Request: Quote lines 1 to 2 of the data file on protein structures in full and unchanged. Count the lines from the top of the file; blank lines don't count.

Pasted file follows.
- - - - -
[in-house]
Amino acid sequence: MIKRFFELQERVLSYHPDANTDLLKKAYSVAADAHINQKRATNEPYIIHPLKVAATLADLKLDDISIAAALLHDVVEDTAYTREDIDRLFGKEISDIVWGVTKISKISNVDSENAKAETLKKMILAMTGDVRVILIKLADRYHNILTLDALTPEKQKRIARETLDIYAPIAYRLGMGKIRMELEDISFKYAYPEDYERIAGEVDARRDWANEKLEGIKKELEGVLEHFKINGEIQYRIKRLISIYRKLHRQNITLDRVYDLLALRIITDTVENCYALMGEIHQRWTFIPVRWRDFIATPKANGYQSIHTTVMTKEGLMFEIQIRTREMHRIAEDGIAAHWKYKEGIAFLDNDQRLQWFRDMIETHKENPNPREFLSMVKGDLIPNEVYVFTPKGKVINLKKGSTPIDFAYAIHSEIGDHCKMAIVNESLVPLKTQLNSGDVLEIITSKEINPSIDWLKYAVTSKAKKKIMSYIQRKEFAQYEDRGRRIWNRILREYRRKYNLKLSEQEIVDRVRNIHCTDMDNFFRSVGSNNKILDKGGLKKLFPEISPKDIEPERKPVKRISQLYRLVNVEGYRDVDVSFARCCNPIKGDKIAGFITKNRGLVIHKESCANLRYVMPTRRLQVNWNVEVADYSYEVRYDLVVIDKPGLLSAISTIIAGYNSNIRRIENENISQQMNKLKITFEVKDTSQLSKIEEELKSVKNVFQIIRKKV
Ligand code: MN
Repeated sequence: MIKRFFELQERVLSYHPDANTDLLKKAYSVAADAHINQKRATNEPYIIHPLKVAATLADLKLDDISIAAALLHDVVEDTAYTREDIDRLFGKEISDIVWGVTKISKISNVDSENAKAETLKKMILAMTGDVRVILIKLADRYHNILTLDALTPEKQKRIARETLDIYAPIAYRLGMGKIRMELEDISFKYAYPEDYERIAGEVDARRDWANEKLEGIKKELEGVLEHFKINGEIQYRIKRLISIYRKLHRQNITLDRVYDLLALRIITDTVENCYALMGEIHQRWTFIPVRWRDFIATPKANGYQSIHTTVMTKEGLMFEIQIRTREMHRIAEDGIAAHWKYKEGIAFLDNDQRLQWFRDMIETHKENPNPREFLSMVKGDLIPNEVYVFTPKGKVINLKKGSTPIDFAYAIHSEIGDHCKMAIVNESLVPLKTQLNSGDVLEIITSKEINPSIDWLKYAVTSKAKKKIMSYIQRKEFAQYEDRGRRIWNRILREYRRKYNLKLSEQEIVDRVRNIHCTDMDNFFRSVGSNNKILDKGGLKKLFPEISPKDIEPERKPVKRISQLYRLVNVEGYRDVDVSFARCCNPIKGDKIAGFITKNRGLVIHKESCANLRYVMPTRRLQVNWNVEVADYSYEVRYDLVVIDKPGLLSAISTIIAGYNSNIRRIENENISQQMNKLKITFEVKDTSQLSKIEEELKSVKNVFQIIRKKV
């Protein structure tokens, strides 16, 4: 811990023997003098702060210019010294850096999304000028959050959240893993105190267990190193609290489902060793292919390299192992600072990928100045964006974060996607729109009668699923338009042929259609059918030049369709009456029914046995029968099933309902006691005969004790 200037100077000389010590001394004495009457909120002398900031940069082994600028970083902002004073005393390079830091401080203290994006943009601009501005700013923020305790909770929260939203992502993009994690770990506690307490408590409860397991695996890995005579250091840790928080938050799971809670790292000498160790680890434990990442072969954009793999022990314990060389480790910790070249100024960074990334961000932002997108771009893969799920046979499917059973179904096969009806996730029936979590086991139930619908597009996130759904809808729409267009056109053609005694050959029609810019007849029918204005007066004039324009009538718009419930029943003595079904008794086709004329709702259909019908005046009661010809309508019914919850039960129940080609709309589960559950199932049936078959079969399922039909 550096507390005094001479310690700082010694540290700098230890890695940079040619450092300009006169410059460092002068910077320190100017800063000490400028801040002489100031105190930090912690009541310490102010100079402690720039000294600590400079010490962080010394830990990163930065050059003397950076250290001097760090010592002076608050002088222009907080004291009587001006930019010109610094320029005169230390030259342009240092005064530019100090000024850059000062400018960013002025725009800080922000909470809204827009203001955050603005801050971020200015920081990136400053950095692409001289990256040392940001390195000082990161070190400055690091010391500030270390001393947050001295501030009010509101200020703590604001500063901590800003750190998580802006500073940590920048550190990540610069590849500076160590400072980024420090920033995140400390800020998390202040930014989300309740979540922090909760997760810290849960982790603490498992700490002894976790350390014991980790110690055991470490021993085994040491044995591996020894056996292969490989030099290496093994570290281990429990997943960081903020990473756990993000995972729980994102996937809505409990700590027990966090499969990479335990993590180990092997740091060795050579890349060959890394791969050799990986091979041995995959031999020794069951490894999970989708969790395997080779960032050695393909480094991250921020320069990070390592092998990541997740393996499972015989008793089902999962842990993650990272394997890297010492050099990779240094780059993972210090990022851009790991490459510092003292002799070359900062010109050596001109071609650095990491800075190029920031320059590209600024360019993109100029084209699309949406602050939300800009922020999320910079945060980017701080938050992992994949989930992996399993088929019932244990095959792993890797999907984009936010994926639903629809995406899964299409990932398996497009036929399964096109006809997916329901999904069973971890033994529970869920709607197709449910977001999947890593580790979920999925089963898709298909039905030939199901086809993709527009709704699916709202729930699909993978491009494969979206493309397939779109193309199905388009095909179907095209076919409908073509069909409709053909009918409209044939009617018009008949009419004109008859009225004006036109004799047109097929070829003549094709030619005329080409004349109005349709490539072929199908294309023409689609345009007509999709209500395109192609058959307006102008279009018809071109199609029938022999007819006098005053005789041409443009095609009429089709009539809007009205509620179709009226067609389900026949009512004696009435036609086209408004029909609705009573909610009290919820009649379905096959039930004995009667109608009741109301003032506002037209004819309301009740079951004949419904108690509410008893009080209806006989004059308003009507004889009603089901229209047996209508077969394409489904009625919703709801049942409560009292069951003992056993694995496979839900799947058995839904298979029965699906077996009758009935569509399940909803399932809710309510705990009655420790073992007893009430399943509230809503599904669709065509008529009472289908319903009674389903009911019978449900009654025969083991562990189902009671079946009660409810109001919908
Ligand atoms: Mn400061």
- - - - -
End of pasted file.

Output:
[in-house]
Amino acid sequence: MIKRFFELQERVLSYHPDANTDLLKKAYSVAADAHINQKRATNEPYIIHPLKVAATLADLKLDDISIAAALLHDVVEDTAYTREDIDRLFGKEISDIVWGVTKISKISNVDSENAKAETLKKMILAMTGDVRVILIKLADRYHNILTLDALTPEKQKRIARETLDIYAPIAYRLGMGKIRMELEDISFKYAYPEDYERIAGEVDARRDWANEKLEGIKKELEGVLEHFKINGEIQYRIKRLISIYRKLHRQNITLDRVYDLLALRIITDTVENCYALMGEIHQRWTFIPVRWRDFIATPKANGYQSIHTTVMTKEGLMFEIQIRTREMHRIAEDGIAAHWKYKEGIAFLDNDQRLQWFRDMIETHKENPNPREFLSMVKGDLIPNEVYVFTPKGKVINLKKGSTPIDFAYAIHSEIGDHCKMAIVNESLVPLKTQLNSGDVLEIITSKEINPSIDWLKYAVTSKAKKKIMSYIQRKEFAQYEDRGRRIWNRILREYRRKYNLKLSEQEIVDRVRNIHCTDMDNFFRSVGSNNKILDKGGLKKLFPEISPKDIEPERKPVKRISQLYRLVNVEGYRDVDVSFARCCNPIKGDKIAGFITKNRGLVIHKESCANLRYVMPTRRLQVNWNVEVADYSYEVRYDLVVIDKPGLLSAISTIIAGYNSNIRRIENENISQQMNKLKITFEVKDTSQLSKIEEELKSVKNVFQIIRKKV